The Photographer's Eye iPad App
Published in over 16 languages and with 300,000 sales world-wide, The Photographer's Eye, Composition and Design for Better Digital Photos by Michael Freeman has been a best seller in print for several years. But it's the book's subject that makes it a no-brainer for an iPad app. Regardless of the art medium, composition and design are difficult concepts to understand and visual aids can help reinforce the concepts being discussed in the book. The interactive features and the author's audio discussions available only on the iPad app are perfect visual aids for this book. The book covers both the traditional and digital aspects of photographic design and composition.
The book begins with a video introduction by Michael Freeman. I did expect it to be a bit longer, perhaps summarizing what topics will be covered in the book and what to expect from the app.
The Image Frame created by the viewfinder is your first tool which can be used as is, cropped or extended. In this first chapter, the author discuses the many decisions one makes and how these decisions result in different photographic results. A great interactive example in this chapter was the Scottish Landscape. The author discusses four options when framing this photograph. As you tap on each option the center photo changes to show the result of that decision. Of course, this could also be done in print by displaying the four separate photographs side-by-side. However, seeing the change occur to the one sample image is much more effective.
In the second chapter, Design Basics, the author discusses the basic elements of design such as balance, contrast, rhythm and perception. When discussing perspective and depth, the author uses an iPad animation to help explain the use of a tilt lens. The combination of the animation and the audio discussion of the reasoning behind the decisions made for that photograph was much like an in-class laboratory setting.
The next chapter discusses Graphic and Photographic Elements including lines, curves, motion and focus. The author demonstrates how these elements give a sense of order to a photograph and uses several interactive animations that fade the sample photographs while displaying the structural outlines created by the elements in the photographs.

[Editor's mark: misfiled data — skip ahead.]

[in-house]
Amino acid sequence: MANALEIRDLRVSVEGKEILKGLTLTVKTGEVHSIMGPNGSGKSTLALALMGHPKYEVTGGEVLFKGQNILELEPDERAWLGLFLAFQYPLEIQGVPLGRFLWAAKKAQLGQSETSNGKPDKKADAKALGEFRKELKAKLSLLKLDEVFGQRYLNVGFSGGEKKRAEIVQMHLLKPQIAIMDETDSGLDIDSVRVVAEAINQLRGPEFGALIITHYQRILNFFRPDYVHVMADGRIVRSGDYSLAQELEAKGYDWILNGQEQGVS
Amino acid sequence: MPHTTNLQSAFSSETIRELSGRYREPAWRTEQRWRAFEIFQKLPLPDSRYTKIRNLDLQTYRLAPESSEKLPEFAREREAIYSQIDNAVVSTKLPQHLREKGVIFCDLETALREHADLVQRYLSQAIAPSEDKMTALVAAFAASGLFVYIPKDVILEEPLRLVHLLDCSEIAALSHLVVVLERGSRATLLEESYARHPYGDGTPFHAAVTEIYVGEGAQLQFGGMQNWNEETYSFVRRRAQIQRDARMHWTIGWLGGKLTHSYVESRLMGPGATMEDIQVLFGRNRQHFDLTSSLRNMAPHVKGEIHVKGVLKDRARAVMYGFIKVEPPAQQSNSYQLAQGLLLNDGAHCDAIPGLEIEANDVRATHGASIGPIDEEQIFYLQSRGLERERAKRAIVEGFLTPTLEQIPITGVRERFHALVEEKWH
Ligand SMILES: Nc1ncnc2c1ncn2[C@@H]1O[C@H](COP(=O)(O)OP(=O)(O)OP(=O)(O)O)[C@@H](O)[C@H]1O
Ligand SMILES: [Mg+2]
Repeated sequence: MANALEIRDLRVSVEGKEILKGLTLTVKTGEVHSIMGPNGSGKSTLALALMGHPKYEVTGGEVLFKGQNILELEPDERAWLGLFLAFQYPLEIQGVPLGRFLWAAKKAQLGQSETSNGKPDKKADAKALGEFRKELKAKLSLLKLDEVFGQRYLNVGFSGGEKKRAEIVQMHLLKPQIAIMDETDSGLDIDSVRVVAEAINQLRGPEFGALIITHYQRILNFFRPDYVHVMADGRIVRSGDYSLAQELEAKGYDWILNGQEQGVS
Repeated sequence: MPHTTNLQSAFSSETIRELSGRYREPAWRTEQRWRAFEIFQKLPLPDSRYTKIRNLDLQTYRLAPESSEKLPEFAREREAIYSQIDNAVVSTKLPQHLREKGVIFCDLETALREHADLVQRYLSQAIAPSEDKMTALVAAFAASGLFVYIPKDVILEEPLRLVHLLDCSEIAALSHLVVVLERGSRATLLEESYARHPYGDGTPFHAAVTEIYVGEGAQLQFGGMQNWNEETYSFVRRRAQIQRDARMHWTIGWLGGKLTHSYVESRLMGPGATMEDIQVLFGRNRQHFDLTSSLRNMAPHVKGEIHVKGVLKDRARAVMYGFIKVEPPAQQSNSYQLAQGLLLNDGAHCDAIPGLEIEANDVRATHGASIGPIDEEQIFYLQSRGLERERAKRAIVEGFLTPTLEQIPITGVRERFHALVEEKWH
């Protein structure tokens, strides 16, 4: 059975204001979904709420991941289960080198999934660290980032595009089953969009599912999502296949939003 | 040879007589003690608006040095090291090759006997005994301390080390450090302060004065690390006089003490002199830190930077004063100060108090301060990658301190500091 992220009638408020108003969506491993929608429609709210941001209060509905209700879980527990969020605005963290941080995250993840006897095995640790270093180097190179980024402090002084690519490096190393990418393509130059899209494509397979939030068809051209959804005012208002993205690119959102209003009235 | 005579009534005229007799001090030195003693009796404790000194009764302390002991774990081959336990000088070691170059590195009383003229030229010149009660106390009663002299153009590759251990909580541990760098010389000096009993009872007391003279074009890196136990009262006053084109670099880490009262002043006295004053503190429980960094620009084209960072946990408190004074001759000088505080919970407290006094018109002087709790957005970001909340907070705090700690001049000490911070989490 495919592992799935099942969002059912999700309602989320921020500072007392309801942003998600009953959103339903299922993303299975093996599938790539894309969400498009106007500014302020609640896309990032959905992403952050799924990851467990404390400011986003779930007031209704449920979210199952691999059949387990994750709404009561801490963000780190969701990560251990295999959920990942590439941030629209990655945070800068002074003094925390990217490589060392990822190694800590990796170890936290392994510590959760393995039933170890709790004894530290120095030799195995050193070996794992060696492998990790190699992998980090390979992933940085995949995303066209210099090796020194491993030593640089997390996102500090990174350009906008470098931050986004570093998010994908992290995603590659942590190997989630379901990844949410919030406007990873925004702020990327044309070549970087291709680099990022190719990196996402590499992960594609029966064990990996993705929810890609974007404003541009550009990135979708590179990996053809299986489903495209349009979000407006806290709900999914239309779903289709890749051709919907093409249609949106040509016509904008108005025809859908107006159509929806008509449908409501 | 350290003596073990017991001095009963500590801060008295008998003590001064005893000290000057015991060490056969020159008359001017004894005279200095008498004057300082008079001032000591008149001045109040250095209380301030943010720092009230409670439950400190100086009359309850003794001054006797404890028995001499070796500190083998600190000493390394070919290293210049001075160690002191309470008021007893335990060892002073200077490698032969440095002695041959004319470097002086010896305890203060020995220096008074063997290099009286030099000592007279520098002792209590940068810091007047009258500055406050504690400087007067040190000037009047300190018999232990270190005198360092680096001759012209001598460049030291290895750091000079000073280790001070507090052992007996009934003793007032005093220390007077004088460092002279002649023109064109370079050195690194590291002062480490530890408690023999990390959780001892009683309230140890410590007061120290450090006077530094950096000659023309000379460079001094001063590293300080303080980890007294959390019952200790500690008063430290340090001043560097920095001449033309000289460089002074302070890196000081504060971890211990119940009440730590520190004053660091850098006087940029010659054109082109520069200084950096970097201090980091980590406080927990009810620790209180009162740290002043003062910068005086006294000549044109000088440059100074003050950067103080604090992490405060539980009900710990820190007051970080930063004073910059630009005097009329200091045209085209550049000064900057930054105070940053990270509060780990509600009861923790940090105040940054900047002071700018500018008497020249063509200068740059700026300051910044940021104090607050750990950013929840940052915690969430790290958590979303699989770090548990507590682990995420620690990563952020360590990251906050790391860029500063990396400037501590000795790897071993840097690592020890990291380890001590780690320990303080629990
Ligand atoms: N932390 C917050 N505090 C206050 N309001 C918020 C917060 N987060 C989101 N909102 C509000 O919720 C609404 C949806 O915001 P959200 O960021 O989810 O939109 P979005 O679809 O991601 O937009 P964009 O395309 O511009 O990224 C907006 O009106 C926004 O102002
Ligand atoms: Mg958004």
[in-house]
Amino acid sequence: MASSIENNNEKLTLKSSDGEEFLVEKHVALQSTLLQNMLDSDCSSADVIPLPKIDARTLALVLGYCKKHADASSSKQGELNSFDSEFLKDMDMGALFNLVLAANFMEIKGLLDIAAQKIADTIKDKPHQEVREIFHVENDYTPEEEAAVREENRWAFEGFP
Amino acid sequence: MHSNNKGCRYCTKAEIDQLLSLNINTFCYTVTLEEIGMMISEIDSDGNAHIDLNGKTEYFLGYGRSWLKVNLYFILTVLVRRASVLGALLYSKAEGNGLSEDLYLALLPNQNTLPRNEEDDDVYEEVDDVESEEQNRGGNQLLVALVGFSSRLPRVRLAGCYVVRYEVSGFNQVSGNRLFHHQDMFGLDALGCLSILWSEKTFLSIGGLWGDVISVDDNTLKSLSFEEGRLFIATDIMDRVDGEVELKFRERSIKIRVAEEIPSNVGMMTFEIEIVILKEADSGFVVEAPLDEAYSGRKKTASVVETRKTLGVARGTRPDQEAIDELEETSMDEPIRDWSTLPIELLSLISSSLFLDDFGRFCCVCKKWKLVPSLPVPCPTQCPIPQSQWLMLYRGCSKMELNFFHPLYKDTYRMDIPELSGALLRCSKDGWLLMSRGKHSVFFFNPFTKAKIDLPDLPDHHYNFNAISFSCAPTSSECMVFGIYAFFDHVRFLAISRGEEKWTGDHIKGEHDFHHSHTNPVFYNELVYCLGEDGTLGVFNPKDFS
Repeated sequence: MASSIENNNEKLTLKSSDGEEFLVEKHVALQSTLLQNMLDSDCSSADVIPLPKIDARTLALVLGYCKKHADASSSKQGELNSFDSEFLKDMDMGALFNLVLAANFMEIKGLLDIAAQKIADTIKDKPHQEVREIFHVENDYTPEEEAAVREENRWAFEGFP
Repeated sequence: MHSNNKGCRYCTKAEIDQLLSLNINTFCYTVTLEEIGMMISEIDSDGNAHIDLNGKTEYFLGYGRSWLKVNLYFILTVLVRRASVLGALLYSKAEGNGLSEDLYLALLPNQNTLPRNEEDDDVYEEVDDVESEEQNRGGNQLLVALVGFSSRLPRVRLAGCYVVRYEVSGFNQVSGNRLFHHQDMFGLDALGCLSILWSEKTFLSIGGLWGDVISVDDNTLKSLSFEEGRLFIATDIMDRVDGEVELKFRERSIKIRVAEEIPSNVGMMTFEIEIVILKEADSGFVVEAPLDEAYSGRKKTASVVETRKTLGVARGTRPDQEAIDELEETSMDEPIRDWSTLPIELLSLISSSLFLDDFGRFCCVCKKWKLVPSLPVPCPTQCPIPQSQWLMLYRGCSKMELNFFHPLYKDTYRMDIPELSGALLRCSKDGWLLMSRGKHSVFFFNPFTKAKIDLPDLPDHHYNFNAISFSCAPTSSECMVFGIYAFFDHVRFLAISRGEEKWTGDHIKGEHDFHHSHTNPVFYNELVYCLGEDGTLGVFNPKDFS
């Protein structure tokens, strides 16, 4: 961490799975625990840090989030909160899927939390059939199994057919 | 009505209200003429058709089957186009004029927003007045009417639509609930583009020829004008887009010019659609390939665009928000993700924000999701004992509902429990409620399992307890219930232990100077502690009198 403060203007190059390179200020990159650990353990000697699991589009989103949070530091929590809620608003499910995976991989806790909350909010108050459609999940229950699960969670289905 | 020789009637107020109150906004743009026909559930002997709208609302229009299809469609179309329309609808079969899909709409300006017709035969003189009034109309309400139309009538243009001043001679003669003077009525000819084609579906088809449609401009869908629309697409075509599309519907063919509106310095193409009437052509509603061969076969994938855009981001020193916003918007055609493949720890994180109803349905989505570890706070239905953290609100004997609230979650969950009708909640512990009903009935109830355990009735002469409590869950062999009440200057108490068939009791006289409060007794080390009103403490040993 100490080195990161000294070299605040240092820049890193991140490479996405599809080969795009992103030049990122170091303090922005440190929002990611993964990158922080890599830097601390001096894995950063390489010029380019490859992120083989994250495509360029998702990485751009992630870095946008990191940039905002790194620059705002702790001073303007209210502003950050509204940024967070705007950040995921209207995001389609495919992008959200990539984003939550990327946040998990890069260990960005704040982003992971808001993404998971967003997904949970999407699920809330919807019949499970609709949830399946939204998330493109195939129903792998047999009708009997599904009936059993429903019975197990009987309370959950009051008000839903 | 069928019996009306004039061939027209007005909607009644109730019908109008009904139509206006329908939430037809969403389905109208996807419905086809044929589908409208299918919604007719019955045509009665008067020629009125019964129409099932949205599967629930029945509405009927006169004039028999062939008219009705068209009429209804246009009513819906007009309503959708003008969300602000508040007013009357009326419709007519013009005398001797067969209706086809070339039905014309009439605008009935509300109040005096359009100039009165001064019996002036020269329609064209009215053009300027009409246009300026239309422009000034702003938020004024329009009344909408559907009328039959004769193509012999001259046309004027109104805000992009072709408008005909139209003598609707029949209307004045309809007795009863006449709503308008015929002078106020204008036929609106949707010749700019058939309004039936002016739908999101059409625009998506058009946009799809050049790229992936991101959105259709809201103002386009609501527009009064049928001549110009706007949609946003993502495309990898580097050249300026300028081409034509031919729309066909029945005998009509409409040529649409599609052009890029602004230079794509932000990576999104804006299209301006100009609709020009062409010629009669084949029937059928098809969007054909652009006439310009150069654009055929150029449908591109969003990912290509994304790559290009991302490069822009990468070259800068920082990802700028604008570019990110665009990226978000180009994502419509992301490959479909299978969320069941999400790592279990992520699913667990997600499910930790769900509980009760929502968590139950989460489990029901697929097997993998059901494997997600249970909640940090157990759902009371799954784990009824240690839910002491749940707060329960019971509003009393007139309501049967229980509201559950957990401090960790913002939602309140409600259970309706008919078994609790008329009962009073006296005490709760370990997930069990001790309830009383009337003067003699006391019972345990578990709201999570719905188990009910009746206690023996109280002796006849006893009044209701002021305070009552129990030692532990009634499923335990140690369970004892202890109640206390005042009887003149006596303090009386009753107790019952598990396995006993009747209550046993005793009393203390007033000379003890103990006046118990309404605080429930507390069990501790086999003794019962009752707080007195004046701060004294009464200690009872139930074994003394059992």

Composition with Light and Colors was my favorite chapter. The author discusses the many options the photographer has when working in color or black and white photography. The animation that changes the sample photos down to grayscale helps the reader evaluate a photograph at its basic level.
The purpose, message and intent of the photograph is covered in the fifth chapter. There are several aspects that contribute to the overall intent of a photograph. For example, a photograph of the same subject would be taken differently depending on the desired message. The author uses audio commentary to discuss many of the examples in this chapter. Process is the final chapter, which includes a case study. It was a good discussion tying together the overall process as well as digital post production decisions.
The resolution on the iPad displays the author's beautiful photography at its best. The book has both a horizontal and vertical path making it sometimes difficult to know exactly where you are or how to return to a previous section. However, there is a thumbnail index of the pages that can help with this problem.
Michael Freeman is an international photographer for the Smithsonian, Time-Life Books and Reader's Digest. Among his many accomplishments, he has authored over 40 photographic books.
*Focal Press provided a not-for-resale promo code to permit product evaluation and review.
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